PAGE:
Chasing Paper

In a profession that for hundreds of years has relied on pieces of paper, Enrico Schaefer of Traverse Legal is an anomaly. The Internet and intellectual property lawyer runs his practice unburdened by paper files and the myriad filing and management headaches that accompany them.

In court, his laptop has replaced the bins, wheeled files and briefcases his colleagues drag in. When a letter is referenced in court, a quick search pulls it up and allows Schaefer the time needed to prepare while his counterpart physically searches for paper.

Going paperless, he said, has saved him time and money, something both he and his clients appreciate.

“It has served us well,” said Schaefer, who says his firm was one of the country’s first to be 100 percent digital when he started it in 2005. “It’s all about efficiency and offering more legal services per dollar.”

Traverse Legal’s business model is simple: Front-end efficiencies mean he can charge about 50 percent less for legal services, a price point he says captures a larger market share.

As for why other firms aren’t 100 percent digital, Schaefer said the commitment to paperless must be absolute.

“Other firms still have the old guard who refuse to even open email,” he said.

“They’ve got secretaries printing it out to read. You can’t have half and half, because you lose time trying to find either a piece of paper or an electronic document.”

The Great Paper Debate

In January, government regulations prompted an entire profession to let go of paper. All physician offices serving Medicare and Medicaid patients were required to convert to electronic medical records, forcing thousands of physician offices to spend up to six figures on paperless technology.

Fortunately for other lines of work, like accounting and insurance, there has been no such decree.

Trina Kaplan, agency principal for Traverse City’s Fitzmaurice-Gavin Insurance Agency, said that while she likes the paperless concept, in reality it is not very likely.

“It sounds awesome, but the reality of it is not so easy,” she said. “If other businesses don’t go totally paperless, then we can’t, either.”

For example, when Kaplan deals with banks, any information exchanged is done
through snail mail or faxes.

“The banking industry is really slow [to change]; if they did, we probably could,” she said. “We want to be paperless; it saves us money and time.

While she couldn’t estimate the cost savings, which she says are used up by technological expenses, Kaplan said each paperless transaction personally saves 80 to 90 percent of her time.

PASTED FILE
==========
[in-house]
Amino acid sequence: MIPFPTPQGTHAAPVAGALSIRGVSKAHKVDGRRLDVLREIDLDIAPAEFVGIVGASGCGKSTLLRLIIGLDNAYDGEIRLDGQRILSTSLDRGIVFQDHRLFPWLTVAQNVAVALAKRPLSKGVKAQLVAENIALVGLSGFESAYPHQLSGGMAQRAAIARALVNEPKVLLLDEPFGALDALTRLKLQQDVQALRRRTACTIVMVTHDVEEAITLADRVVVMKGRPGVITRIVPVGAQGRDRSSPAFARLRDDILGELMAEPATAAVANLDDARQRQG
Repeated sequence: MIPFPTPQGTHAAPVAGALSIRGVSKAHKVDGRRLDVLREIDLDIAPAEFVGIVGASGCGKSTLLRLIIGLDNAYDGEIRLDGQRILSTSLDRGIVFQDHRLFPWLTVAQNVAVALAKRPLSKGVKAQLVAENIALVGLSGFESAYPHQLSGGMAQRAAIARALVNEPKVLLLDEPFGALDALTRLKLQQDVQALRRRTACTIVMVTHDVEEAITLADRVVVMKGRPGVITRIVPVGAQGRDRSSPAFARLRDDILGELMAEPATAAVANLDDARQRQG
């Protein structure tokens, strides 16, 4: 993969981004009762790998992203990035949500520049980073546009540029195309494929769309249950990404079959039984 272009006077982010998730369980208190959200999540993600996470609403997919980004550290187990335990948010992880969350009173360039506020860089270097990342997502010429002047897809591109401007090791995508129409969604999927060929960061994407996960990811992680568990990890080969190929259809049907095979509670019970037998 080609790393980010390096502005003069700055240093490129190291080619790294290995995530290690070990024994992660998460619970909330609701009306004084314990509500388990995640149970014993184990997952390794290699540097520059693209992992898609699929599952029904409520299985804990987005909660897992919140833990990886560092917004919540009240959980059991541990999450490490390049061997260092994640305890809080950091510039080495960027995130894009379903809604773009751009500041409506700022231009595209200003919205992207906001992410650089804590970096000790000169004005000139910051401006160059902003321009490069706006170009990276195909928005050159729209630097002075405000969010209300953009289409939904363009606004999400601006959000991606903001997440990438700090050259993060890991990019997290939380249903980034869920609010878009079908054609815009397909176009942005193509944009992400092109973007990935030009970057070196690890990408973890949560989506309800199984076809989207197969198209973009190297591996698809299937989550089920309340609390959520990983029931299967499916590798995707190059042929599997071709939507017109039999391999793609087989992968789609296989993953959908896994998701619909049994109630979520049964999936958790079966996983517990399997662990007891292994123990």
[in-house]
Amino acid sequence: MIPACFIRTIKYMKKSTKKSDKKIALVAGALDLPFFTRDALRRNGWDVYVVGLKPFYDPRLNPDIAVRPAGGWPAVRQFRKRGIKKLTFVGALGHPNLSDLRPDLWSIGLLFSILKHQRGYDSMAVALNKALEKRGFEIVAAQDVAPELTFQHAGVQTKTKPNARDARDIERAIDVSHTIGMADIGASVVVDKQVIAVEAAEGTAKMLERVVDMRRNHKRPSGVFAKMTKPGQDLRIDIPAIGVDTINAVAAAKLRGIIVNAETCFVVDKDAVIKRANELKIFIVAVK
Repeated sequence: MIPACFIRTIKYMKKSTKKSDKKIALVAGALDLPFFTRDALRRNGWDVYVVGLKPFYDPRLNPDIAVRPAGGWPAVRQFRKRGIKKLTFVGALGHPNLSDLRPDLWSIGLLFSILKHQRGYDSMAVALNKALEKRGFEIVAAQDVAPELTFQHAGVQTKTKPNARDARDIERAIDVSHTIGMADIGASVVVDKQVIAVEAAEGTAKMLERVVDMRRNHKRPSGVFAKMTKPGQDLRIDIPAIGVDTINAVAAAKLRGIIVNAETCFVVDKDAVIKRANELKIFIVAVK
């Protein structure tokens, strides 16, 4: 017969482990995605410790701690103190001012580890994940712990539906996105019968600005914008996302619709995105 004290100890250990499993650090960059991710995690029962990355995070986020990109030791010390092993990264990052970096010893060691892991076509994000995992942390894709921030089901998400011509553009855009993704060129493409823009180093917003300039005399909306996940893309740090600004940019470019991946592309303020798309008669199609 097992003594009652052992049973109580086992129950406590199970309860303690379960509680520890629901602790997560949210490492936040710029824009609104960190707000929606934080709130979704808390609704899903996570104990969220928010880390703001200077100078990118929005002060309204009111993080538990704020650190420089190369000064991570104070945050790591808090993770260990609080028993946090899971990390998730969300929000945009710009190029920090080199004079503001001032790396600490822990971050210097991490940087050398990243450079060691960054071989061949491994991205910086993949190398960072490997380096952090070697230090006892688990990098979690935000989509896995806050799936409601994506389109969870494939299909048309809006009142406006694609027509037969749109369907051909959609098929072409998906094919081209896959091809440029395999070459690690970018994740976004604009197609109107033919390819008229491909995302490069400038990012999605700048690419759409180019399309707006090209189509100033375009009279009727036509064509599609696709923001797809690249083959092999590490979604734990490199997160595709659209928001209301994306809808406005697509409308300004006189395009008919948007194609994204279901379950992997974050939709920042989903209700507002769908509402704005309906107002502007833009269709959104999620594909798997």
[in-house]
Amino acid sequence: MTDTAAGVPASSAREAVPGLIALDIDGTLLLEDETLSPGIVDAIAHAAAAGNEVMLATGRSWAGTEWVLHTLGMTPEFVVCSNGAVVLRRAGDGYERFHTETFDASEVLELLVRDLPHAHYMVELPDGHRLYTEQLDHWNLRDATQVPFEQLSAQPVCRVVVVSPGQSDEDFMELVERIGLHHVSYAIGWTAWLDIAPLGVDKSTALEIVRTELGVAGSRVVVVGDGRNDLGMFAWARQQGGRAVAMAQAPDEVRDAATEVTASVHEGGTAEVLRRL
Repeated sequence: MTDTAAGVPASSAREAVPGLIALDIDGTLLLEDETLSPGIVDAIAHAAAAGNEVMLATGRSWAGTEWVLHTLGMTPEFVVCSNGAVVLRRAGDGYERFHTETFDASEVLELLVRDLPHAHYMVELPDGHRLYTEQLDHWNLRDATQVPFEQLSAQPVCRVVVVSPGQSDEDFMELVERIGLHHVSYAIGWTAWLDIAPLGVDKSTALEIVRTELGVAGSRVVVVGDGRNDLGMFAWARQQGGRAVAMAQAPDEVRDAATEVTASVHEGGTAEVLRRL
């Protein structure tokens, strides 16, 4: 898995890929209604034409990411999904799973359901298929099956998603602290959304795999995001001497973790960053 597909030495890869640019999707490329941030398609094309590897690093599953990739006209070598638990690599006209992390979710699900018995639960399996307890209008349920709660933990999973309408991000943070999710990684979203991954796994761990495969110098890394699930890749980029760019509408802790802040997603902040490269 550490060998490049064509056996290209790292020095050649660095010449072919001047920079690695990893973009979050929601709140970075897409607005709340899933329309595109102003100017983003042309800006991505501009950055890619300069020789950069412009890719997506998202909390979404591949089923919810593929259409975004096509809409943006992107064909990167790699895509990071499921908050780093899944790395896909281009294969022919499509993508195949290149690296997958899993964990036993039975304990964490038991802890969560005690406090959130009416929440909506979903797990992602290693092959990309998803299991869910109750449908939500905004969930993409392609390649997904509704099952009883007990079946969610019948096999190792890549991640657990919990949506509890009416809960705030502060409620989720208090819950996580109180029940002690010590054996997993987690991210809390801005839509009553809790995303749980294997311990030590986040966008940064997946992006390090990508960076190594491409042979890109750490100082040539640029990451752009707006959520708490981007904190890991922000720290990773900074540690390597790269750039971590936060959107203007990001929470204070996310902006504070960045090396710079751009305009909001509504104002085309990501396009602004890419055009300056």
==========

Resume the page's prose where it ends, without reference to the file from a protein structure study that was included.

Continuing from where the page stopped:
And though some of Kaplan’s transactions are paperless – such as mechanics who use email to communicate and send photos of damaged cars – she wonders if her business will ever be completely paperless.

“We old timers, we like to touch paper. The little old lady who comes in wants that paper bill; she wants to see you write ‘paid’ on it,” she said. “Right now, I would say it’s a thing of the future.”

For one accounting firm, the “future” was in 2003 when Dennis, Gartland & Niergarth in Traverse City sunk nearly $100,000 into its paperless transition.

“At the time we thought it was the direction the industry was going, so we jumped on it early,” said Jim Shumate, DGN’s managing partner. “It was expensive, but I think we came out ahead. We still think it was a great move.”

Beyond the hardware and server upgrades, a significant portion of the cost involved training its 50-person office, plus getting its processes and procedures up to speed.

Now, DGN’s investment has turned into a recruiting tool, Shumate said.“We wanted to be current; the people we hire are so technologically efficient,” he said.

The one downside, Shumate said, is the learning curve of the software, which, compared to the “old days,” is significant.

The upside – beyond client access to secure files and more work at home flexibility for employees – really comes down to the bottom line.

“We’re more efficient, so our costs are controlled because our billing is based on time,” he said. “Since 2003, we’ve doubled our client base, but if we were a smaller firm, you’d have to weigh the costs.”

Lawyers And Legal Pads

Still, for the world’s oldest profession – law, that is – a completely paperless future appears hard for some to gauge.

Although Shaefer opened his practice with that intention and stuck to it, other older firms say that only “very boutique-y, niche-y areas of practice” can be purely digital.

“Some practice areas lend themselves very well to paperless; estates and trust, for example, do not,” said Tim Smith, a litigator with Smith & Johnson. “Some are driven by the court system, others by their clients. You have to have paper on some level.”

Smith’s firm of nine lawyers is medium-sized for the Grand Traverse region, which has about 500-600 attorneys in the bar association.

He said the firm just invested “a ton of cash” on collection hardware and software, enabling them to process billing in a much less paperless fashion.

“We have one client who has 6,000 files; I already see efficiencies there on just that one client,” he said.

Some courts, such Grand Traverse County’s 13th Circuit Court, are completely paperless, but since most attorneys work with multiple courts, they have to adjust accordingly, Smith said.

As for Smith, paper-free cases are his preference, in and out of court.

“Going into a trial with thousands of documents, I definitely prefer paperless,” he said. “It’s just faster – I can hit more files through the day if they’re digital. When you’re charging by the hour, everybody’s winning there.”

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